Brick-breaking games return every few years with a title that takes the gaming world by surprise. Arkanoid charmed players back in the 80's with specialized projectiles, laser cannons, and other power-ups that crossed genres with other popular game styles.
Ricochet was another notable title, with its stylized visual effects and thumping trance soundtracks. Shatter (£6.99 inc VAT, buy-only) is Sidhe software's take on the Breakout formula, enhanced with 3D visuals, cooperative game play, and a bag full of tricks borrowed from classics old and new.
The basics are familiar. Confronted with a pattern of blocks, you use a paddle and a ball to clear the entire field before moving on to the next level. You can destroy bricks several ways: directly with the ball, via power-up attacks, or by ramming with the paddle itself once the bricks are released from their formation.
The power-up mechanic is streamlined reduced to just two types of upgrades; a shoot-em up inspired bullet attack and several ball enhancements that improve penetration or maneuverability. You can also increase the game's tempo by releasing multiple balls at will, up to the limit of your remaining lives, if you feel like pressing your luck.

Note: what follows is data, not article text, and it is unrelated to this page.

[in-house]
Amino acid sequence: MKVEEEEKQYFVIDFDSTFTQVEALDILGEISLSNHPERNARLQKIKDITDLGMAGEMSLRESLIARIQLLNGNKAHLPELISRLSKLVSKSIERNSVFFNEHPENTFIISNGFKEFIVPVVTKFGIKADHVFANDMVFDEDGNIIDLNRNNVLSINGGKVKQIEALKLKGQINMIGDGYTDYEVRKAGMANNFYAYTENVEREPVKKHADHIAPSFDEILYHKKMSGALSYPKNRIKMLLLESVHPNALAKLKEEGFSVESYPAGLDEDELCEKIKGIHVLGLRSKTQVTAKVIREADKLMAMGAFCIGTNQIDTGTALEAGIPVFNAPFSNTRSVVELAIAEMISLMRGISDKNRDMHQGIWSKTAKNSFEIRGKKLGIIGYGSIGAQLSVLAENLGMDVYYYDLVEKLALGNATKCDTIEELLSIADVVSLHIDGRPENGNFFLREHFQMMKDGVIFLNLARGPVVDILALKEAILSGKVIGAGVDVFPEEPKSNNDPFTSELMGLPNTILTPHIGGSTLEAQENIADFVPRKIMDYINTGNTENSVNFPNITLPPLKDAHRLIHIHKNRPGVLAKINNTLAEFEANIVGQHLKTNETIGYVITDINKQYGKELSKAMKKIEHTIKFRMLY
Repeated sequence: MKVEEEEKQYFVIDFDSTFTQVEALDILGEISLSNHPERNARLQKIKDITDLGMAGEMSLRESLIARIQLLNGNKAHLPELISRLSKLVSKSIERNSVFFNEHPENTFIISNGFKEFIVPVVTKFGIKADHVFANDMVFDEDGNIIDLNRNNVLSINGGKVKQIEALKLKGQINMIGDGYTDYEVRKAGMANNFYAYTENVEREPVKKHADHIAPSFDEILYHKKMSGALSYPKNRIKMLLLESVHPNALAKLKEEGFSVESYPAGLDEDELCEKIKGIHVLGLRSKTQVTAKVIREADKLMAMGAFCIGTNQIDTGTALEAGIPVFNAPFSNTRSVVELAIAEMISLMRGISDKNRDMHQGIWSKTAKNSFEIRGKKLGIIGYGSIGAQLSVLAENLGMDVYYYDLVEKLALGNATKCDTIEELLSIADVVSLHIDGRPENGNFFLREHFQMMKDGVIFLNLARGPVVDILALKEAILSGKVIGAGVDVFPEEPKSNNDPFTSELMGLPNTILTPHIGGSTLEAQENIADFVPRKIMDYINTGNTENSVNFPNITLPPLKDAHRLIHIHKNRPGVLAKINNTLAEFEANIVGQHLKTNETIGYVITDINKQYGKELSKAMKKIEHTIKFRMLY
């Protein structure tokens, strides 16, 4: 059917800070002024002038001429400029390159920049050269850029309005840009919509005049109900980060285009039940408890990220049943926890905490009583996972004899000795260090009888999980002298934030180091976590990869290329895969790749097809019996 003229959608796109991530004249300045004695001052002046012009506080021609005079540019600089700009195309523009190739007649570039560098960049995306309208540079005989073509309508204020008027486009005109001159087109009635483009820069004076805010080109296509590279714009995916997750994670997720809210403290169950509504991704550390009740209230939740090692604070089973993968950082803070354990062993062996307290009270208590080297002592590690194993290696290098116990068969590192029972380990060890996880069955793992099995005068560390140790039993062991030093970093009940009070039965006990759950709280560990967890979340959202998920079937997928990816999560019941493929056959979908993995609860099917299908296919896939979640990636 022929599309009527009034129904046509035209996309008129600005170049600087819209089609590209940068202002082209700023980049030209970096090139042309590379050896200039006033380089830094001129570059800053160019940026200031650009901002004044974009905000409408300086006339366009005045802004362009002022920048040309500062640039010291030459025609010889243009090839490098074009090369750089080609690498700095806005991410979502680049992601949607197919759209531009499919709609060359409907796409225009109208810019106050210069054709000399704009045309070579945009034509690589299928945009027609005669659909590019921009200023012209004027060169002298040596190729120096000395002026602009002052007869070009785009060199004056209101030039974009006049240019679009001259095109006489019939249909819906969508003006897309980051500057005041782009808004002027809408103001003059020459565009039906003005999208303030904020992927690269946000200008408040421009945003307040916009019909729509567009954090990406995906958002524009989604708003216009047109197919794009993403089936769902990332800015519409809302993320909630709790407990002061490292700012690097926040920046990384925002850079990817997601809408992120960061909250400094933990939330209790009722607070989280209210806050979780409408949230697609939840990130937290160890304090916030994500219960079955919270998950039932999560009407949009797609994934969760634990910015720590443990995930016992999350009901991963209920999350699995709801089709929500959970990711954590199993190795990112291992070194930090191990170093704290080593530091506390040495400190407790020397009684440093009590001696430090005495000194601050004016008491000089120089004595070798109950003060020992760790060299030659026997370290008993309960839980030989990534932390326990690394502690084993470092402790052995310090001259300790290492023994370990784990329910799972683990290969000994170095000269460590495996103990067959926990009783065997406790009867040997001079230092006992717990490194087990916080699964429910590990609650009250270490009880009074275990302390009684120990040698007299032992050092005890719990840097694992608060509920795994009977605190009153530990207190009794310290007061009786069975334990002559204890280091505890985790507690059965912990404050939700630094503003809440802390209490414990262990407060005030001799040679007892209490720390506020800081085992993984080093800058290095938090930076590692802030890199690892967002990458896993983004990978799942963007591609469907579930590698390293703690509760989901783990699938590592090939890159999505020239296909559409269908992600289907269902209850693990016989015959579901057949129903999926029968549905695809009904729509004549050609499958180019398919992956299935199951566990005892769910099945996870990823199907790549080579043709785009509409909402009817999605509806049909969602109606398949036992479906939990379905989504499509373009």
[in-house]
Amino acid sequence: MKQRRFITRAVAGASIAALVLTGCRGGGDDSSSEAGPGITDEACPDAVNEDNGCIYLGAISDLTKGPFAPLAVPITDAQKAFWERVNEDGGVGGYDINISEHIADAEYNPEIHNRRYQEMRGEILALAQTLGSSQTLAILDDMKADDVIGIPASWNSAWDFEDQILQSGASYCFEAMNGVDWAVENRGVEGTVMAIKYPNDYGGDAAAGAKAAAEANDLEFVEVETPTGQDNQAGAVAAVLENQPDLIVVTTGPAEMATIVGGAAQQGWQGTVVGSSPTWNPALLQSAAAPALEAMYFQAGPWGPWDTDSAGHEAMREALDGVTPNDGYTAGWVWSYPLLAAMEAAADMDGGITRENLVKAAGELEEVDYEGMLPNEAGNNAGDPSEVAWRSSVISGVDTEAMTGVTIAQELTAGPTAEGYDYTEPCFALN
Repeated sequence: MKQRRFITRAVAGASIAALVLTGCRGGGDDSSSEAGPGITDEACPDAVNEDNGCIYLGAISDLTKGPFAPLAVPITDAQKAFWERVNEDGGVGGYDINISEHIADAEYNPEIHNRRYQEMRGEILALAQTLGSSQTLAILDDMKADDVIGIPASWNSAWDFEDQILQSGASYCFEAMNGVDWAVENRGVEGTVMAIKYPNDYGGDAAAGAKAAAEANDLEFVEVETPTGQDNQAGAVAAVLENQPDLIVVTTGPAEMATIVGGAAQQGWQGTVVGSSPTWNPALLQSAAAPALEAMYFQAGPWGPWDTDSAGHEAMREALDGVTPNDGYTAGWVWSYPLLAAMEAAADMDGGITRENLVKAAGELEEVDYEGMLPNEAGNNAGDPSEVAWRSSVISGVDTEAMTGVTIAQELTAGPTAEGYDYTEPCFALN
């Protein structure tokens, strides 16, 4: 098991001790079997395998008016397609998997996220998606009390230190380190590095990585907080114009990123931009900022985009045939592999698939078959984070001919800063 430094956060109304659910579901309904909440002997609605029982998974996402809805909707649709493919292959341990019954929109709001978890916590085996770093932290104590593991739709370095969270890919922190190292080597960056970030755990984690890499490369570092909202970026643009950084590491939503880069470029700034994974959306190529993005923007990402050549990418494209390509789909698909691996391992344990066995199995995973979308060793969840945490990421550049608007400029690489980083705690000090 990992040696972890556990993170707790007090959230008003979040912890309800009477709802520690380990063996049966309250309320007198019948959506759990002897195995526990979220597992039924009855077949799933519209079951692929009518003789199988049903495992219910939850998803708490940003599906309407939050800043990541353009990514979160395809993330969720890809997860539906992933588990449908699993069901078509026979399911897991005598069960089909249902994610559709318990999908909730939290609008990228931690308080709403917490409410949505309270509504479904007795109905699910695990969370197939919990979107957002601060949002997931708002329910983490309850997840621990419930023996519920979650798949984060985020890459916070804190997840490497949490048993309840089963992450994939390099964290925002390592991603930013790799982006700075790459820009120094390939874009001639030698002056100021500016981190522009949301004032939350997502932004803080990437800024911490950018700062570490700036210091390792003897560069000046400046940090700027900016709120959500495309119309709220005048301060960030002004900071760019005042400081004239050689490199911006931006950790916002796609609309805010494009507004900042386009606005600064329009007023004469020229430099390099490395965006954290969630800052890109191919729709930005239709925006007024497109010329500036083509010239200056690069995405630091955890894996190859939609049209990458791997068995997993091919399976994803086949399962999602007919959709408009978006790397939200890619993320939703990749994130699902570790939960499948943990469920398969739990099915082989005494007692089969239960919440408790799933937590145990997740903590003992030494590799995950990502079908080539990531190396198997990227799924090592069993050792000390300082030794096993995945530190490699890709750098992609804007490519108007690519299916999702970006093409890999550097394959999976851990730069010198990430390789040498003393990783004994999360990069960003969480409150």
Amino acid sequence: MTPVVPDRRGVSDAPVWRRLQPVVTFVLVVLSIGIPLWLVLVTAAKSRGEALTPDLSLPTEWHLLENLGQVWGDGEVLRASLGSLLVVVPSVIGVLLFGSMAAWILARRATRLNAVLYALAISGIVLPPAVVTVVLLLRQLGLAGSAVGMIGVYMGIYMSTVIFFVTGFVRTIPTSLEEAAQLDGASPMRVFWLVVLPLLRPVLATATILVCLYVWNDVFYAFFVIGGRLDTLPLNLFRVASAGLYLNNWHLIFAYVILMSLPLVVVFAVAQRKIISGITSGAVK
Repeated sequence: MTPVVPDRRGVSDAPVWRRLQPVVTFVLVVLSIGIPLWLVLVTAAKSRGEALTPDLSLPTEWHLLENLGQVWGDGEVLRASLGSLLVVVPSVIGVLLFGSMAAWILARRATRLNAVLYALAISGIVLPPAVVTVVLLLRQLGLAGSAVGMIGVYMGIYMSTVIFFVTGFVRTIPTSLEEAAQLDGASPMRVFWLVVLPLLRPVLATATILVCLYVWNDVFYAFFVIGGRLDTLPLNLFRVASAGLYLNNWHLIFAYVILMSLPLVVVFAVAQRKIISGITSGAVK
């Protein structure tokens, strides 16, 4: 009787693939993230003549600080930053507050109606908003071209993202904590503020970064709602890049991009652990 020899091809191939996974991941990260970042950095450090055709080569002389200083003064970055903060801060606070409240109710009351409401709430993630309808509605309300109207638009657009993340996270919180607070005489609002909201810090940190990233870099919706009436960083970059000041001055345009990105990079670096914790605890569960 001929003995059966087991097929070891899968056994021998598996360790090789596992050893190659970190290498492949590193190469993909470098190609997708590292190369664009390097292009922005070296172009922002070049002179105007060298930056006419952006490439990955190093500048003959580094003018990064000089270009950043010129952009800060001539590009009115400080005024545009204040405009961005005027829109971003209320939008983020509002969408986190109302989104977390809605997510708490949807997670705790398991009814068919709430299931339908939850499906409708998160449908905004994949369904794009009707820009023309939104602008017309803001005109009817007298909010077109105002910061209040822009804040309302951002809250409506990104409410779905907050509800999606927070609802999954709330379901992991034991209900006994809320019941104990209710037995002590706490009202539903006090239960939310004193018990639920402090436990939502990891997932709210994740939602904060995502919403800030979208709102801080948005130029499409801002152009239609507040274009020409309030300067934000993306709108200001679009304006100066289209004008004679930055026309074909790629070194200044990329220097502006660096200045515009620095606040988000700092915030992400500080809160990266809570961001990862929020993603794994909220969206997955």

When bricks are destroyed, they leave behind shards, which free float through the playing environment. Collecting these fuels the storm bullet attack and the paddle's shield. Players can influence the physics of the ball, block, and fragment motion using the suck and blow functions, which either repel or attract the game elements toward the paddle depending on which button is pressed.
With practice, ball motion becomes highly precise as players can apply suction or air at will, and the game provides a small on-screen hash mark to indicate where the ball will impact. Bricks that strike an unshielded paddle will cause a brief loss of control, but the designers chose not to penalize players with power-ups that shrink your paddle size or cause you to explode. Extra life tokens are also fairly common. This player-positive game philosophy is one of Shatter's charms, and a main reason you'll find yourself coming back for more.
Music and visual effects take a page from the Ricochet series, featuring lush production and imaginative art. The patterns look striking, but also require a bit of study to understand the puzzle behind the designers' block array. The circular playfield can turn carefully planned bank shots into self-inflicted wounds, and end-of-stage boss monsters require patience and mastery of the physics model to overcome. The challenge is satisfying however.
Shatter throws a lot at players, but the symphony doesn't last long. By placing most of the gameplay tricks in your hands from the start, the game sacrifices long-term discovery for instant charm. It's not a bad trade-off for a game of this type, but it's a choice that has consequences.
By the time you're halfway through its short run, you've seen - and gotten pretty good at--most of what Shatter has to offer. Sure, bonus modes, group play, leaderboards, and other garnishes make for some variety, but the feeling of familiarity comes early and sticks around. Some late-game fireworks with novel mechanics would probably help here.